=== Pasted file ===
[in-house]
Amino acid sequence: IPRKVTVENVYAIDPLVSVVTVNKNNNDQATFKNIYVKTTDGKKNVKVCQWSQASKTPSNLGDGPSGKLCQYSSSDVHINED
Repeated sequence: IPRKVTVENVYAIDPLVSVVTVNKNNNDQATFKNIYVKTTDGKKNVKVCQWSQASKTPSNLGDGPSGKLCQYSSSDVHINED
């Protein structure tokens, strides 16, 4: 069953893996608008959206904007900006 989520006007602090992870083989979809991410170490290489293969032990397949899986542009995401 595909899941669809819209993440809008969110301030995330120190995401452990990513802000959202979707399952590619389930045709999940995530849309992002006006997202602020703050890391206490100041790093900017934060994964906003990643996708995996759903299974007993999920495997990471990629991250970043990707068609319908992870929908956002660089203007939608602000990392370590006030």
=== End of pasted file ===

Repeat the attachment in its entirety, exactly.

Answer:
[in-house]
Amino acid sequence: IPRKVTVENVYAIDPLVSVVTVNKNNNDQATFKNIYVKTTDGKKNVKVCQWSQASKTPSNLGDGPSGKLCQYSSSDVHINED
Repeated sequence: IPRKVTVENVYAIDPLVSVVTVNKNNNDQATFKNIYVKTTDGKKNVKVCQWSQASKTPSNLGDGPSGKLCQYSSSDVHINED
């Protein structure tokens, strides 16, 4: 069953893996608008959206904007900006 989520006007602090992870083989979809991410170490290489293969032990397949899986542009995401 595909899941669809819209993440809008969110301030995330120190995401452990990513802000959202979707399952590619389930045709999940995530849309992002006006997202602020703050890391206490100041790093900017934060994964906003990643996708995996759903299974007993999920495997990471990629991250970043990707068609319908992870929908956002660089203007939608602000990392370590006030």